New Economics Papers
on Banking
Issue of 2007‒01‒23
thirteen papers chosen by
Roberto J. Santillán–Salgado, EGADE-ITESM

  1. The dynamics of bank spreads and financial structure By Reint Gropp; Christoffer Kok Sørensen; Jung-Duk Lichtenberger
  2. Rating targeting and the confidence levels implicit in bank capital By Jokivuolle , Esa; Peura , Samu
  3. Eligibility of External Credit Assessment Institutions By Helena Suvova; Eva Kozelkova; David Zeman; Jaroslava Bauerova
  4. Are banks special? A note on Tobin’s theory of financial intermediaries. By Bertocco Giancarlo
  5. Some critical comments on credit risk modeling. By ilya, gikhman
  6. Pillar I treatment of concentrations in the banking book – a multifactor approach By Zoltán Varsányi
  7. A Critique on the Proposed Use of External Sovereign Credit Ratings in Basel II By Roman Kraeussl
  8. Stress Testing the Czech Banking System: Where Are We? Where Are We Going? By Martin Cihak; Jaroslav Hermanek
  9. Stagnation after Financial Liberalization: The Case of Guyana By Khemraj, Tarron
  10. Excess Liquidity and the Foreign Currency Constraint: The Case of Monetary Management in Guyana By Khemraj, Tarron
  11. Can investors profit from banks’ stock recommendations? Evidence for the German DAX index By Pierdzioch, Christian; Kempa, Bernd; Hendricks, Torben
  12. Lending Booms, Underwriting and Competition: The Baring Crisis Revisited By Juan-Huitzi Flores
  13. Der Aktienrückkauf und die Bankenkrise von 1931 By Eva Terberger; Stefanie Wettberg

  1. By: Reint Gropp (European Central Bank, Kaiserstrasse 29, 60311 Frankfurt am Main, Germany; Corresponding author.); Christoffer Kok Sørensen (European Central Bank, Kaiserstrasse 29, 60311 Frankfurt am Main, Germany.); Jung-Duk Lichtenberger (European Central Bank, Kaiserstrasse 29, 60311 Frankfurt am Main, Germany.)
    Abstract: This paper investigates the dynamics of the pass-through between market interest rates and bank interest rates in the euro area as a function of cyclical and structural differences in the financial system. We find that overall the speed of adjustment for loans is significantly faster than for deposits, and that the pass-through is especially sluggish for demand deposits and savings deposits. Bank soundness, credit risk and interest rate risk are found to exert a significant influence on the speed of pass through. We also find evidence of faster (slower) pass-through for loans (deposits) if the change in monetary policy was up (down). Overall, we find that competition among banks and competition from financial markets result in a faster bank interest rate pass-through. Finally, we find some evidence that financial innovation speeds up the pass-through for those market segments that are most directly affected by these innovations. JEL Classification: E43, G21.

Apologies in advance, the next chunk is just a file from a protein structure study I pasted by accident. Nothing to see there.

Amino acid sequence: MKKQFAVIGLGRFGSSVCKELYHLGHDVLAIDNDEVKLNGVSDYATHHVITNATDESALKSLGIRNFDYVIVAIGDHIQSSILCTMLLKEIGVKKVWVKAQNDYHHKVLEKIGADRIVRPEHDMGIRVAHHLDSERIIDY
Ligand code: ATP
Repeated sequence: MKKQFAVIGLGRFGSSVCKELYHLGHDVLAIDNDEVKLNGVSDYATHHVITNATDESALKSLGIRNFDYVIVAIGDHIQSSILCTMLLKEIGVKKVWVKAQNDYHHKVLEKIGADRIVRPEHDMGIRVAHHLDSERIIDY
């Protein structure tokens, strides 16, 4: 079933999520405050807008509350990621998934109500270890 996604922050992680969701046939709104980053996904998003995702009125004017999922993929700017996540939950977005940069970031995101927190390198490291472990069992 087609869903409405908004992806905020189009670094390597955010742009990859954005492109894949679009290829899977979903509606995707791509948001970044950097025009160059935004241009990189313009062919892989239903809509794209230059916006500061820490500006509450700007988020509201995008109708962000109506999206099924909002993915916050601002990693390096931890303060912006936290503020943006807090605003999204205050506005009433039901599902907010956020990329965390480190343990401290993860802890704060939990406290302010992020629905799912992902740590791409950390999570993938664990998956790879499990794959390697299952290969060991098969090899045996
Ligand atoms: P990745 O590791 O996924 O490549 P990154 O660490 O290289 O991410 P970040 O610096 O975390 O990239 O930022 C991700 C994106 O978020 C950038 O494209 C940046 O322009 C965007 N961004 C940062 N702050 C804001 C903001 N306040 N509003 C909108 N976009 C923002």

Keywords: Monetary transmission, banks, retail rates, financial structure.
    Date: 2007–01
  2. By: Jokivuolle , Esa (Bank of Finland Research); Peura , Samu (Sampo Bank)
    Abstract: The solvency standards implicit in bank capital levels, as reported eg in Jackson et al (2002), are much higher than those required for top ratings, if standard single period economic capital models are taken se-riously. We explain this excess capital puzzle by forward looking rating targeting behaviour by banks, which aims at maintaining rating above a minimum target in future periods. We calibrate to data on actual bank capital the confidence level used by the median US AA rated bank to maintain at least a single A rating. The calibrated confidence level is in line with the historical probability of an AA rated bank to be downgraded below A.
    Keywords: bank capital; credit rating; value-at-risk; economic capital; capital structure
    JEL: G21 G32
    Date: 2006–12–10
  3. By: Helena Suvova; Eva Kozelkova; David Zeman; Jaroslava Bauerova
    Abstract: The Basel Committee on Banking Supervision in 1999 issued a draft New Basel Capital Accord (Basel 2). Its principles are to be incorporated into the European legislation and into the Czech banking regulations. The Standardised Approach to calculating the capital requirement for credit risk is newly based on external credit assessments (ratings). Banking regulators and supervisors have to be prepared for the process of determining eligible credit assessment institutions (ECAIs) and will have to elaborate a formal recognition procedure. This paper investigates the approaches a supervisor may apply to ECAI recognition and elaborates on the criteria of recognition. First, the paper reviews the available rating agencies on the market (including their rating penetration on the Czech market), their best practices and the experience with the use of their ratings for regulatory purposes. Second, drawing on international experience and the proposed Basel 2 rules, we outline the fundamental supervisory approaches to recognition, including the legal aspects thereof, and analyse their pros and cons and the frontiers of supervisory decision making. Third, we outline the rules for recognition, including requirements or expectations (e.g. soft limits), documentation and typical interview questions with the potential candidates. We find the CNB's approach to be in compliance with CEBS Consultative Paper CP07 (issued for public consultation in June 2005).